Roney v. Siri Singh Sahib Harbhajan Singh YogiAnnotate this Case
703 P.2d 186 (1985)
103 N.M. 89
Kathy RONEY, Plaintiff-Appellant, v. SIRI SINGH SAHIB HARBHAJAN SINGH YOGI, Siri Singh Sahib of Sikh Dharma Brotherhood, a foreign corporation licensed to do business in New Mexico, 3HO Foundation of New Mexico, a licensed New Mexico corporation, and 3HO Foundation, a foreign corporation licensed to do business in New Mexico, Defendants-Appellees.
Court of Appeals of New Mexico.
Decided May 16, 1985.
Certiorari Quashed July 24, 1985.
*187 Michael R. Morow, Kegel, Glass, McDevitt & Morrow, Santa Fe, for plaintiff-appellant.
Asenath M. Kepler, Jones, Gallegos, Snead & Wertheim, P.A., Santa Fe, for defendants-appellees.OPINION
Kathy Roney (plaintiff) appeals the trial court's dismissal of her complaint against Siri Yogi, Siri Brotherhood, 3HO Foundation, and the 3HO Foundation of New Mexico (defendants). The complaint was dismissed, with prejudice, on the basis that it was not timely filed under the applicable statute of limitations, NMSA 1978, Section 37-1-8. We reverse and remand.ALLEGATIONS OF THE COMPLAINT
Plaintiff filed suit on November 23, 1983. She alleged that she was a former member of the Sikh Dharma Brotherhood religion (Sikhs). Siri Yogi, according to the complaint, is the religious and administrative head of the Sikhs; the Siri Brotherhood manages the religion's activities and instruction; and the 3HO Foundations also supervise and carry out the religion's activities and instructions.
Plaintiff alleges that a specific teaching of Siri Yogi held that women were inferior to men, and must be submissive to men. Plaintiff was specifically indoctrinated with these teachings of "female submissiveness." Furthermore, Siri Yogi told plaintiff that her "personal, spiritual and psychological ... problems were centered in her ovaries, and that they therefore must be cut... ."
The Complaint relates that "on or about the month of December, 1976, plaintiff was personally directed by Siri Yogi to have an operation called a laparoscopic tubal ligation," which she had performed. As a result of the procedure, plaintiff claims she was made irreversibly sterile.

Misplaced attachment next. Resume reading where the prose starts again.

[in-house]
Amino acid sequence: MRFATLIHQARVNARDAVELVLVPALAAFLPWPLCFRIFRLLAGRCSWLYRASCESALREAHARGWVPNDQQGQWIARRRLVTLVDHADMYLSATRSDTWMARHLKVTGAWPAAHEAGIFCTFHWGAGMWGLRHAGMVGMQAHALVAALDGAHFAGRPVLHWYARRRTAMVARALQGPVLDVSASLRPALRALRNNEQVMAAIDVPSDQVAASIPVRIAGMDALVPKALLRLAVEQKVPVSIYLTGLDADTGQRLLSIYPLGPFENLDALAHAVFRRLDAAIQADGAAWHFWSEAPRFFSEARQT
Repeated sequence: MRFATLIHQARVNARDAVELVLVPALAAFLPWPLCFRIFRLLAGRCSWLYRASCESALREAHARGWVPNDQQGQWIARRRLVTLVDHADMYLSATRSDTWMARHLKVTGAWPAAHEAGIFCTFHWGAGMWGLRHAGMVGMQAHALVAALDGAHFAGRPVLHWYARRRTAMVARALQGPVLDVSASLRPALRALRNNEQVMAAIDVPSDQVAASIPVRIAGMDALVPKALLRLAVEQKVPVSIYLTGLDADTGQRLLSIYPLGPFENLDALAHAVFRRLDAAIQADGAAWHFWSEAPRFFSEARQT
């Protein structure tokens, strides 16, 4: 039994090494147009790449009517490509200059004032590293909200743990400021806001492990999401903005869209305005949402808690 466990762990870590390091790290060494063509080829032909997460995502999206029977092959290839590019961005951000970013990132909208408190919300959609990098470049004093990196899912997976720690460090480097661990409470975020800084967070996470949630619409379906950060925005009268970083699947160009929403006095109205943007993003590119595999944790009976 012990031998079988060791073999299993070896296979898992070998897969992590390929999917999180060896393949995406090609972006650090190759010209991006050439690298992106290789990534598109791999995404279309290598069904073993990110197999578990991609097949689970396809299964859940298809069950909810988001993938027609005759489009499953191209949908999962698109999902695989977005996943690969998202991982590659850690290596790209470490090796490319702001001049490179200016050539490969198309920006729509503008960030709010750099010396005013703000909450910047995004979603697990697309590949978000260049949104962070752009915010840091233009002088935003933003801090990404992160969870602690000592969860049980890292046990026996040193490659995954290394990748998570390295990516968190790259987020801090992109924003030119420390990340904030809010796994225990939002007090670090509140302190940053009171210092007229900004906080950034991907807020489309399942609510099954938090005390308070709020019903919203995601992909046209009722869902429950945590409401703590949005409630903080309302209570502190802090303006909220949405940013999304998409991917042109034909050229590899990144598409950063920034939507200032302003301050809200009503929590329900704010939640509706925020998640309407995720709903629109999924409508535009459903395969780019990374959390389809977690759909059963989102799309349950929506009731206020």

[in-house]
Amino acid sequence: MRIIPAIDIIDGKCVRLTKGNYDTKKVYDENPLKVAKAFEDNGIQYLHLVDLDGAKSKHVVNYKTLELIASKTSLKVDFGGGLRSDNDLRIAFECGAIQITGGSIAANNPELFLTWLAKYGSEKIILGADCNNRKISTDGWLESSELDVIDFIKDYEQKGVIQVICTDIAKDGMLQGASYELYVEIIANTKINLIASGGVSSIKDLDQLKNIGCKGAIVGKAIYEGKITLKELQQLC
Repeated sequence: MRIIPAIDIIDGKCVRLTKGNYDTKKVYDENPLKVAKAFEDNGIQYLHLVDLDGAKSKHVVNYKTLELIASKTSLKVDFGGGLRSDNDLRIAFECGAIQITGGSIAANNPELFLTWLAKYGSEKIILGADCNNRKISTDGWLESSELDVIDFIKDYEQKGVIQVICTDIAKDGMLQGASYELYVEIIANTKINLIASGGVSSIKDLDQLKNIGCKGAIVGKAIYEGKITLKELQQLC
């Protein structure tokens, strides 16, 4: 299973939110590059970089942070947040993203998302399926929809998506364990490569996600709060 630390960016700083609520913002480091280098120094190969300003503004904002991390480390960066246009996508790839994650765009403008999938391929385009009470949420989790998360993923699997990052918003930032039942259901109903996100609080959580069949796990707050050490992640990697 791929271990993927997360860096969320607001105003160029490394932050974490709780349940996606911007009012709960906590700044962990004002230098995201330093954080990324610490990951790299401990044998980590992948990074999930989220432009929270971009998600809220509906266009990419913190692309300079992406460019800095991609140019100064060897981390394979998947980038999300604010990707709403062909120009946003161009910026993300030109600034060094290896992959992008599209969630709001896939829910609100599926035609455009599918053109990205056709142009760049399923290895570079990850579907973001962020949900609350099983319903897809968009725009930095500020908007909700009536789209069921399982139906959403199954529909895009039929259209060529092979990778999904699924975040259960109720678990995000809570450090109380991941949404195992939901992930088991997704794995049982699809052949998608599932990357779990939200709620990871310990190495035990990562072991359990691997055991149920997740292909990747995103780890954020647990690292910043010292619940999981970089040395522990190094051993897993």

The order given by Siri Yogi to have the operation was made during a thirty-day food fast, also ordered by Siri Yogi, which fast continued through the day of surgery. Additionally:[P]laintiff was further physically and psychologically debilitated at said time and place by the physical regimen, isolation, manipulation, indoctrination, and mind and psychological control tactics of defendant Yogi, which were carried out both by himself and by other members of the Sikh religion, and the defendants Brotherhood and 3HO, under Yogi's direction and control, and which tactics in fact rendered plaintiff incapable of understanding or perceiving the nature of what she was doing or its consequences, and which deprived her of free will. (Emphasis added).
Plaintiff alleges that her lack of free will and comprehension concerning "the damages defendant had caused her initially occurred and then continued for at least a year and a half after she left the Sikhs on November 25, 1980" as a result of the indoctrination and other mind and body control techniques practiced upon her.
Plaintiff concludes that defendants' conduct was fraudulent, outrageous, and in breach of their duties as "spiritual counselors" of plaintiff. As a direct and proximate result of defendants' conduct, plaintiff alleges she has suffered severe and permanent physical injury "in the nature of a tubal ligation, irreversibly rendering her sterile, and she has suffered and will continue to suffer severe psychological and mental pain, anguish and distress attendant to her physical injury... ."DISCUSSION